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The actor laid bare his true feeling for the opposition leader in an interview less than a week after he announced the launch of a political party to “reclaim” British values. The 42-year-old Yorkshire native said British politicians have “lost touch with the people”.
He hit out at Sir Keir’s response to the mass Black Lives Matter protests across the UK.
The former star of Lewis said: “I’ll never, ever vote Labour again with Keir Starmer in power because of taking the knee.”
He was referring to the Labour leader’s decision to pose for a photo down on one knee in solidarity with “all those opposing anti-black racism”.
Sir Keir’s move split public opinion, with many social media users praising him for his show of support while others accused him of “appeasing” protesters, some of whom had turned violent.
Mr Fox added: “It’s what he’s kneeling to that annoys me.
“I don’t see taking the knee as a gesture of solidarity; I see taking the knee as a gesture of subservience.
“If you engage the Black Lives Matter crowd on their mantra of the fact that we are all systemically racist and stuff like that, then you’ve lost the war already because you’re apologising for something that you are not.”
Since launching his political group earlier this week, 10,000 people have registered their support.
Speaking to The Telegraph, the actor said the Reclaim party is about “giving Britain a new political voice”.
He said: “Our country is now in desperate need of a new political movement which promises to make our future a shared endeavour, not a divisive one.”
Mr Fox, who lives in east London, spoke out against Sir Keir just days after the party leader completed his “unconscious bias training”.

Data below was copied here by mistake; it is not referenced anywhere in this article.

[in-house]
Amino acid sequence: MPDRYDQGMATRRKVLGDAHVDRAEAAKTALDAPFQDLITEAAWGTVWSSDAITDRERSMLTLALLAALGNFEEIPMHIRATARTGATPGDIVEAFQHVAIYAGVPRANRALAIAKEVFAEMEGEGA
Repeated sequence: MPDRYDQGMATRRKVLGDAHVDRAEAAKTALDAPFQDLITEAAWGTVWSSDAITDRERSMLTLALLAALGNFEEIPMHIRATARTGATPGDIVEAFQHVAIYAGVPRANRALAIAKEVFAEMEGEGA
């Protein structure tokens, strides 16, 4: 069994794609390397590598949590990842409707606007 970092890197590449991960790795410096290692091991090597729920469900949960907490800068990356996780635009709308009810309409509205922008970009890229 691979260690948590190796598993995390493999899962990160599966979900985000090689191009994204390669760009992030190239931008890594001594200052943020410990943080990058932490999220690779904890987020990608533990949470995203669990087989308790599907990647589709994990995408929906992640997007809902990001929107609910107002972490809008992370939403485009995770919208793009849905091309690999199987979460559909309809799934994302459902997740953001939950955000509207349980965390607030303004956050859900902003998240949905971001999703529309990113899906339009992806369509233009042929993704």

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The MP for Holborn and St Pancras signed up for the programme earlier this summer amid criticism of his response to the BLM rallies.
He pledged the training would be rolled out “for all of our staff and I’m going to lead from the top on this and do that training first”.
He said he believed “everybody should have unconscious bias training” because “there is always the risk of unconscious bias and just saying ‘oh well it probably applies to other people, not me’ is not the right thing to do”.
Protests sprung up in cities across the UK in the wake of George Floyd’s death in Minneapolis.
A demonstration in Bristol saw a statue of slave trade Edward Colston torn down and thrown into the city’s harbour.
On Friday six men were each slapped with £100 fines for toppling the statue during a BLM rally.
The money will be collected and channelled to Nilaari, a charity supporting BAME communities in the city.
All six accepted a “conditional caution”, which means they receive a criminal record but will not face any further punishment or prosecution in the courts.
The offenders will be required to carry out two hours of “environmental improvement works” which may include scrubbing graffiti.
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